On October 24th 1975, 90% of Icelandic women didn’t show up for work that day in protest against sexism and inequality. Also in 1970’s Mothers against the Vietnam War were out en masse at every anti-Vietnam demonstration. Some of us were active unionists. Others committed feminists. We fought our way into professional jobs. We fought for child maintenance payments and the right for married women to have superannuation. We were anti-uranium mining and anti- nuclear. We fought for contraception and the right to have an abortion. Men also demonstrated in support of these causes.
Many of the 1970’s women activists are now older women. Some are grannies. The world has changed.
What are the politically active men and women of the 1970’s now doing in their 60’s and 70’s- in other words their older years? Are we disillusioned by the cyclical and short term nature of politics? Are we comfortable in stepping back and leaving agitation for change to the younger generation? Are we standing side by side with our adult children to change the world? Or are our adult children scrambling to afford home ownership while we grey nomads tour the world, secure that our homes are mortgage free? Are we apathetic Boomer Brats or do we have responsibility for the state of environmental degeneration? Are we just tired and disillusioned about our ability to make any significant impact on the world? Have we earned the right to apathy or are we active at a local level to change society?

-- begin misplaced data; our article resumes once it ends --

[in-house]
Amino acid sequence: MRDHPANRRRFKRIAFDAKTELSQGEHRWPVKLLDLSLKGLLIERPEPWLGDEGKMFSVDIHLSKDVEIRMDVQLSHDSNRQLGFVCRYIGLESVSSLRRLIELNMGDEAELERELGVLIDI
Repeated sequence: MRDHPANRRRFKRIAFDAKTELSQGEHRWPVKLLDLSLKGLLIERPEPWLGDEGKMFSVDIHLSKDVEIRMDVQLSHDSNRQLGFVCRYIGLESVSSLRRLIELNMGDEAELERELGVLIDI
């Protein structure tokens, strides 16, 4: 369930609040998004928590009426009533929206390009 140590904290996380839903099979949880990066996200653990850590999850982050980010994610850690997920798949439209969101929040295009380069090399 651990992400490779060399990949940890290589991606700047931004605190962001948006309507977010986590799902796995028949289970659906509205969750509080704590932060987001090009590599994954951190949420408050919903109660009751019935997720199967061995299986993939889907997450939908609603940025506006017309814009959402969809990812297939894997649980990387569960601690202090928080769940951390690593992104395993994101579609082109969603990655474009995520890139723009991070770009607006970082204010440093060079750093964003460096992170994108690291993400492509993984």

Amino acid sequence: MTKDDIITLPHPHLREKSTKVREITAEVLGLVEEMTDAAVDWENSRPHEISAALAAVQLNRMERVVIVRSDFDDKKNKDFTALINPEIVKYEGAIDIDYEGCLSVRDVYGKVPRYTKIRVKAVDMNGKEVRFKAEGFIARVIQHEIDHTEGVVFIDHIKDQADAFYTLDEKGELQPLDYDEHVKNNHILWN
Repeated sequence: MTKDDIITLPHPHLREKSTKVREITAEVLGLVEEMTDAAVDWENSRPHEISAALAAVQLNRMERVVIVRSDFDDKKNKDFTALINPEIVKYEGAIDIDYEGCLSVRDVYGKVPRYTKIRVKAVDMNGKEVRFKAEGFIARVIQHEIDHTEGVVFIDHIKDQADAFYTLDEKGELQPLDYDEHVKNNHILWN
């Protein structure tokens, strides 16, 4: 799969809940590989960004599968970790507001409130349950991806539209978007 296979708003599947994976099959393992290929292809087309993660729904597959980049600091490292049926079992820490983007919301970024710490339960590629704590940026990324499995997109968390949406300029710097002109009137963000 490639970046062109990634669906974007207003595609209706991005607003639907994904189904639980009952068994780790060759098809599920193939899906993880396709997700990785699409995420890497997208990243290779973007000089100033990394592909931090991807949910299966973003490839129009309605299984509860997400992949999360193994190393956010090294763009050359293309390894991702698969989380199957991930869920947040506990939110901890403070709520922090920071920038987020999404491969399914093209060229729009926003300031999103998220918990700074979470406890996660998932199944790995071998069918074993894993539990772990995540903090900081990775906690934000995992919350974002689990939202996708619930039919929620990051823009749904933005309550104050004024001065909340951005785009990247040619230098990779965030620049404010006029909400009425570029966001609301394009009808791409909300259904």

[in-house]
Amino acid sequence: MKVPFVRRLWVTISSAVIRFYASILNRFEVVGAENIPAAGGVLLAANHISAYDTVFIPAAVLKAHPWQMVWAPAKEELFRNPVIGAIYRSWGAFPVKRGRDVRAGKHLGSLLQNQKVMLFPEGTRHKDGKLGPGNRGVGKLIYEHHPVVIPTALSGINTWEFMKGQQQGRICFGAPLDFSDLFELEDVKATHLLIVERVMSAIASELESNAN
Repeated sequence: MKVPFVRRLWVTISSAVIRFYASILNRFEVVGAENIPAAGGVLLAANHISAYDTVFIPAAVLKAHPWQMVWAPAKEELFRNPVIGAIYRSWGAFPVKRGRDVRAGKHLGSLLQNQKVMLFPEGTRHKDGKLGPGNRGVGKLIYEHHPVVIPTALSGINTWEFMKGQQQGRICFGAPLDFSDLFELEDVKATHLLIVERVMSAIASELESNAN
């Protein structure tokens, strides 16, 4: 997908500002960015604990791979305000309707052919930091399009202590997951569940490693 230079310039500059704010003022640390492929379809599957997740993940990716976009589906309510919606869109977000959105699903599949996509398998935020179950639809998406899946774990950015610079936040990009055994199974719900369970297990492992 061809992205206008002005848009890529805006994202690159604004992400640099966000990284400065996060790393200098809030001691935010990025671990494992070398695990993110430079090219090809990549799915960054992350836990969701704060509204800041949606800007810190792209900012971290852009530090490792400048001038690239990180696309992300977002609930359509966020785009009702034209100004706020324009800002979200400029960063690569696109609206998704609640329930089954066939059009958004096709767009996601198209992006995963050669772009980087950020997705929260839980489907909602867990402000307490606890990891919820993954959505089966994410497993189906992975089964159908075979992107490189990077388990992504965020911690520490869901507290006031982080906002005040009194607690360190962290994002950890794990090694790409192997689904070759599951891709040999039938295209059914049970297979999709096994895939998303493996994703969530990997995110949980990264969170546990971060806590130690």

Many questions and we’d love to hear your ideas and responses.
There are many ways of being an activist and hitting the streets in demonstration is only one way. A friend recently told me she was exploring ways of working with asylum seekers here in Australia. We know many older people volunteer at a local level, others volunteer at hospitals and for organisations in the community. Volunteerism is a form of activism but is it enough? If you were to choose a cause worth fighting for, what would it be?
My son sent me an article last week about Grannies of Austria who were in the streets demonstrating against the right wing conservative government.
An excerpt from the New York Times explains
“VIENNA — They are fixtures at the antigovernment protests every Thursday night in the Austrian capital, older women wearing hand-knit hats in purples, reds and blues. They like to march between the shouting students and the masked anti-fascists, waving to onlookers and hoping to catch someone’s eye long enough to exchange a smile.
“It’s the Grannies,” shouted a voice from a third-story window as the demonstration wound its way through Vienna’s Fifth District last month. “Look! The Grannies!”
In Argentina in 2018 1 million women protested for abortion rights for woman. Among them were older women. In America and across the world International Women’s Day marches are larger since the Trump administration took office and the ME TOO movement gathered pace.
Another example shows older women are not just minding the grandchildren.
“The Raging Grannies are an activist organizations in many cities and towns in Canada, the United States, and in other countries. They are social justice activists, all women old enough to be grandmothers, who dress up in clothes that mock stereotypes of older women, and sing songs at protests. They typically write the lyrics themselves, putting their political messages to the tunes of well -known songs. Their activism includes peace and environmental causes.”
We’d love to hear your thought about this topic. Leave your comments below and let’s start a conversation…